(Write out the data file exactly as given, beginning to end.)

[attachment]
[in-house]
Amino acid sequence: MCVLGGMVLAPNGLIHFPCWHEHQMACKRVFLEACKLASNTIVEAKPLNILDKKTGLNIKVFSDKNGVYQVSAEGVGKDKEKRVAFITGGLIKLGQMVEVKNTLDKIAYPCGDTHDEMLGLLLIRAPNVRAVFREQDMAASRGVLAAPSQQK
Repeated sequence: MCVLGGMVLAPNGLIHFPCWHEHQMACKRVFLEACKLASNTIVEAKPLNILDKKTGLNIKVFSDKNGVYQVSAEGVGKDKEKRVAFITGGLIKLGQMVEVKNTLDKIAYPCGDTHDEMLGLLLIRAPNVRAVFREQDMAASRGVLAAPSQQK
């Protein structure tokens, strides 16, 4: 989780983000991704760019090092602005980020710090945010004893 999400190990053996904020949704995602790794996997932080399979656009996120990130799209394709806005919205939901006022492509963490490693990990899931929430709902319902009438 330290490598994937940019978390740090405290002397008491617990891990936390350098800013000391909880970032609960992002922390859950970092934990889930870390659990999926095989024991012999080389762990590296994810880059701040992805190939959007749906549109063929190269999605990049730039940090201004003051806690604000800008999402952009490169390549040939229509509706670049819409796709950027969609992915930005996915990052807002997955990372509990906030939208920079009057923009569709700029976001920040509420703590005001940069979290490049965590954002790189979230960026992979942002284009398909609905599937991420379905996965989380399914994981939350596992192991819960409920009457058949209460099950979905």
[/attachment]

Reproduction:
[in-house]
Amino acid sequence: MCVLGGMVLAPNGLIHFPCWHEHQMACKRVFLEACKLASNTIVEAKPLNILDKKTGLNIKVFSDKNGVYQVSAEGVGKDKEKRVAFITGGLIKLGQMVEVKNTLDKIAYPCGDTHDEMLGLLLIRAPNVRAVFREQDMAASRGVLAAPSQQK
Repeated sequence: MCVLGGMVLAPNGLIHFPCWHEHQMACKRVFLEACKLASNTIVEAKPLNILDKKTGLNIKVFSDKNGVYQVSAEGVGKDKEKRVAFITGGLIKLGQMVEVKNTLDKIAYPCGDTHDEMLGLLLIRAPNVRAVFREQDMAASRGVLAAPSQQK
């Protein structure tokens, strides 16, 4: 989780983000991704760019090092602005980020710090945010004893 999400190990053996904020949704995602790794996997932080399979656009996120990130799209394709806005919205939901006022492509963490490693990990899931929430709902319902009438 330290490598994937940019978390740090405290002397008491617990891990936390350098800013000391909880970032609960992002922390859950970092934990889930870390659990999926095989024991012999080389762990590296994810880059701040992805190939959007749906549109063929190269999605990049730039940090201004003051806690604000800008999402952009490169390549040939229509509706670049819409796709950027969609992915930005996915990052807002997955990372509990906030939208920079009057923009569709700029976001920040509420703590005001940069979290490049965590954002790189979230960026992979942002284009398909609905599937991420379905996965989380399914994981939350596992192991819960409920009457058949209460099950979905």